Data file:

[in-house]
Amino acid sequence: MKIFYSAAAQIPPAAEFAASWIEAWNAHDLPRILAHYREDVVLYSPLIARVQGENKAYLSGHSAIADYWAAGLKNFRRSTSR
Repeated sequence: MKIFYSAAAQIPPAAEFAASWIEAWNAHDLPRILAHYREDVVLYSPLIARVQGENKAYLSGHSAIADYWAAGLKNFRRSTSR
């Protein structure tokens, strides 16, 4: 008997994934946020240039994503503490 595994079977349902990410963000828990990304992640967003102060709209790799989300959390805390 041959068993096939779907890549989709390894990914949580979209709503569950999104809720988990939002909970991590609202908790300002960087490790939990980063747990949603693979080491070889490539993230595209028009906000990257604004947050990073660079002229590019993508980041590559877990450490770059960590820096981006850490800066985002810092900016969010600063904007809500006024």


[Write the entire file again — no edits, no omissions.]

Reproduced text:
[in-house]
Amino acid sequence: MKIFYSAAAQIPPAAEFAASWIEAWNAHDLPRILAHYREDVVLYSPLIARVQGENKAYLSGHSAIADYWAAGLKNFRRSTSR
Repeated sequence: MKIFYSAAAQIPPAAEFAASWIEAWNAHDLPRILAHYREDVVLYSPLIARVQGENKAYLSGHSAIADYWAAGLKNFRRSTSR
């Protein structure tokens, strides 16, 4: 008997994934946020240039994503503490 595994079977349902990410963000828990990304992640967003102060709209790799989300959390805390 041959068993096939779907890549989709390894990914949580979209709503569950999104809720988990939002909970991590609202908790300002960087490790939990980063747990949603693979080491070889490539993230595209028009906000990257604004947050990073660079002229590019993508980041590559877990450490770059960590820096981006850490800066985002810092900016969010600063904007809500006024």